Welcome to the 2017-18 edition of the Timberpups Tracker. This year, we’re taking a different tact. With Minnesota having taken over a G League franchise in Iowa, and renaming it the Wolves, each Thursday we’ll either track the progress of the players who might be of help to the Timberwolves in the future or a current member of the Minnesota roster. We’ll also give updates on the other young players from the previous week.
This is the final edition of the 2017-18 Timberpups Tracker.
KAT was composed in the locker room after helping the Wolves to their first playoff berth since 2004. He expects the real emotions to come later.
“I’ll probably fall asleep tonight, wake up in the middle of the night and start crying, because it’ll hit me, what happened,” he said.
Minnesota snapped the league’s longest playoff drought Wednesday — 13 years, 10 months and 11 days after the Wolves’ loss to the Los Angeles Lakers in Game 6 of the Western Conference Finals — and the third-year big man did his part. Towns was electric Wednesday night in the Wolves’ playoff-clinching win over the Denver Nuggets, scoring 26 points with 14 rebounds while going 12-for-19 from the field in a whopping 47 minutes of action.
It was an exclamation point at the end of a strong regular season for Towns, now in his third year, who handled the arrival of another superstar, fellow All-Star Jimmy Butler, successfully.
After leading the Wolves in scoring last season Towns split those duties with Butler, averaging 21.5 points per game, down from 25.1 during his sophomore campaign.
His usage percentage went from 27.9 percent down to a career-low 22.9 percent — behind Butler, Andrew Wiggins and Jamal Crawford — even as his 3-point shooting and overall field-goal percentages improved. Defense remained an issue, but his 107 defensive rating (via basketball-reference) was enough to lead all Wolves regulars.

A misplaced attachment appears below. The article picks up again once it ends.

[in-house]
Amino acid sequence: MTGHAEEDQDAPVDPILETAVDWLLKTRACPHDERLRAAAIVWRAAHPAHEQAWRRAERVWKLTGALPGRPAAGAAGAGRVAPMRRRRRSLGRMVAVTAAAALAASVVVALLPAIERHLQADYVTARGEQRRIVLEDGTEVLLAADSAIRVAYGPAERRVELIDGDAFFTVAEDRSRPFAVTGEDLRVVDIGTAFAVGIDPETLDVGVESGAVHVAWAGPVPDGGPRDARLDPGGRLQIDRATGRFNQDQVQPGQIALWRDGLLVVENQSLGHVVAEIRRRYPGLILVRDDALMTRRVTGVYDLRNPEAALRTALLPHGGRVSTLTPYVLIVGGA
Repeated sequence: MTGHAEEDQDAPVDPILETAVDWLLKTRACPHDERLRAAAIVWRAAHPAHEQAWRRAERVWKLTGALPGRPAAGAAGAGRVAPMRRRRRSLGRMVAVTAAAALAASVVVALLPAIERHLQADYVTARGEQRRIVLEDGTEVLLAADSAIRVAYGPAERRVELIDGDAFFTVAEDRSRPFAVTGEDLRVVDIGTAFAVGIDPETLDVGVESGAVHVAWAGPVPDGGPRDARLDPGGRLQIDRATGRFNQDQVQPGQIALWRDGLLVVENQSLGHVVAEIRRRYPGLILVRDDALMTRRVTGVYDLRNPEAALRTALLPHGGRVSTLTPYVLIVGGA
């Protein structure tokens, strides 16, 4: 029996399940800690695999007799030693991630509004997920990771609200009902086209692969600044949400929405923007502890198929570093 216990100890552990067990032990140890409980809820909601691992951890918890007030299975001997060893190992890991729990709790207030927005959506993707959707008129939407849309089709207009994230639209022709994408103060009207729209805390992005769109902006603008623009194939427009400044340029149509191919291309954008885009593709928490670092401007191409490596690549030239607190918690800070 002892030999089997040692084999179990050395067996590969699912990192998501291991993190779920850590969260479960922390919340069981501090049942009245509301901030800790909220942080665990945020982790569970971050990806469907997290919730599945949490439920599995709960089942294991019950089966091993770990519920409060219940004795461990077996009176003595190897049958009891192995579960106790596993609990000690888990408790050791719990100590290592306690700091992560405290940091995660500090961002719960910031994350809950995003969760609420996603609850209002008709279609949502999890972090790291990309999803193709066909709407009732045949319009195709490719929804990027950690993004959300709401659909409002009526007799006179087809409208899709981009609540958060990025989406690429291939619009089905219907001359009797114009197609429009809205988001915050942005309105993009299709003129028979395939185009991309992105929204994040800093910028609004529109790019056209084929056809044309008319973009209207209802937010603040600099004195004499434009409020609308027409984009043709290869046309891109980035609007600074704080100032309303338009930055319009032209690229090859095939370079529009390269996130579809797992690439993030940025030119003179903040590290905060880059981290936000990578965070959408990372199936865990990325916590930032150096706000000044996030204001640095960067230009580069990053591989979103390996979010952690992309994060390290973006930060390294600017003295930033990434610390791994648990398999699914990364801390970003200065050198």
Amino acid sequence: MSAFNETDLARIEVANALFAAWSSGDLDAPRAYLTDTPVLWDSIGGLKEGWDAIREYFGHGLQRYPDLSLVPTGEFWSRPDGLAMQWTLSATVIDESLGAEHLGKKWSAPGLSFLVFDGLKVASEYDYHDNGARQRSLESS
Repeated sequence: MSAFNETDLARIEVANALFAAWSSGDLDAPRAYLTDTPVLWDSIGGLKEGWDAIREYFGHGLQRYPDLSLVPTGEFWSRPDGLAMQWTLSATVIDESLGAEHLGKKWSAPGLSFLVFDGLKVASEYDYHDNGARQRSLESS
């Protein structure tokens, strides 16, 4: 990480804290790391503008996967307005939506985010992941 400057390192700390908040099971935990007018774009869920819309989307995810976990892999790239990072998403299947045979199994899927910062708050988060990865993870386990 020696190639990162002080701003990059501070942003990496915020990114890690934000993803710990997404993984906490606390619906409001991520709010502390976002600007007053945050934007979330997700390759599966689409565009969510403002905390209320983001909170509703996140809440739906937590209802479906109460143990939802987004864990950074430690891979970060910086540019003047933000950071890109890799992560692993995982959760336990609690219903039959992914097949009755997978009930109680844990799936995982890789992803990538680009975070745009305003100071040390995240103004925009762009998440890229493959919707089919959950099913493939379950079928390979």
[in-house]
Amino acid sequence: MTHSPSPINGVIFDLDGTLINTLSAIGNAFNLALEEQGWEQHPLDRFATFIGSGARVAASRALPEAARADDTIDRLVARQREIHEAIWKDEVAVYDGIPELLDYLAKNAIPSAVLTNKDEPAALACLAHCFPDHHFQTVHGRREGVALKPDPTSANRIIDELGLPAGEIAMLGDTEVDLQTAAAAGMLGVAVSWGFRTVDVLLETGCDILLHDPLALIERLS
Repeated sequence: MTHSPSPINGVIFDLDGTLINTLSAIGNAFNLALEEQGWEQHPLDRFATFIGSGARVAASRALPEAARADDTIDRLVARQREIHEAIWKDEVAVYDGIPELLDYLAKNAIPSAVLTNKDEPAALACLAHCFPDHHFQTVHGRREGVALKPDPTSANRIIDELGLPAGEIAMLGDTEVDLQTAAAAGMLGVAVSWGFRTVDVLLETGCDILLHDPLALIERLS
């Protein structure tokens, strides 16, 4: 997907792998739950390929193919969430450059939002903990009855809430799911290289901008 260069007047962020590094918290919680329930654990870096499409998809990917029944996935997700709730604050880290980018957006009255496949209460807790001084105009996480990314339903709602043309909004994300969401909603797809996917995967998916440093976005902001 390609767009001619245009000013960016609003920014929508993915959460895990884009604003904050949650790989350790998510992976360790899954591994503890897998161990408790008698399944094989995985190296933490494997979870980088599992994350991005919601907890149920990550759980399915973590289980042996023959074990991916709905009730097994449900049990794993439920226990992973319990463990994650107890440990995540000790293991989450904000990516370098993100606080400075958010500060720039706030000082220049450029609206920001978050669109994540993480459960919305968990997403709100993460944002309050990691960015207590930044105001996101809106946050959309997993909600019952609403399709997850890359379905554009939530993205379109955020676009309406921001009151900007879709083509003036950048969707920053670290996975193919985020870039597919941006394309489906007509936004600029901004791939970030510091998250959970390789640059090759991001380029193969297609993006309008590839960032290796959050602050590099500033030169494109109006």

However, when the Wolves needed him, Towns’ elevated.
Towns took his game to another level after Jimmy Butler went down, averaging 25.2 points per game and shooting 42.9 percent from 3-point range.
He finished the season with four straight double-doubles and finally took over as the league’s double-doubles leader after flirting with the title for two years, finishing with 68, six more than second-place Andre Drummond.
— Andrew Wiggins’ numbers were down across the board in his fourth season. He averaged 17.7 points per game on 47.5 percent shooting, down from 23.6 points per game a year ago.
— Tyus Jones appeared in an 82 games for the first time and averaged a career-high 17.9 minutes per game.
— Justin Patton, the Wolves’ first-round pick last season, finally made his NBA debut, logging just under four minutes of action in a loss to the Utah Jazz on April 1.
— Second-year shooting guard Marcus Georges-Hunt made 42 appearances, but was largely out of the Wolves’ rotation by the end of the season.
— Undrafted rookie Amile Jefferson has yet to see an NBA action but will be eligible for the playoffs after having his contracted converted to a standard deal. He averaged 17.8 points and 12.9 rebounds per game for the Wolves’ G League affiliate.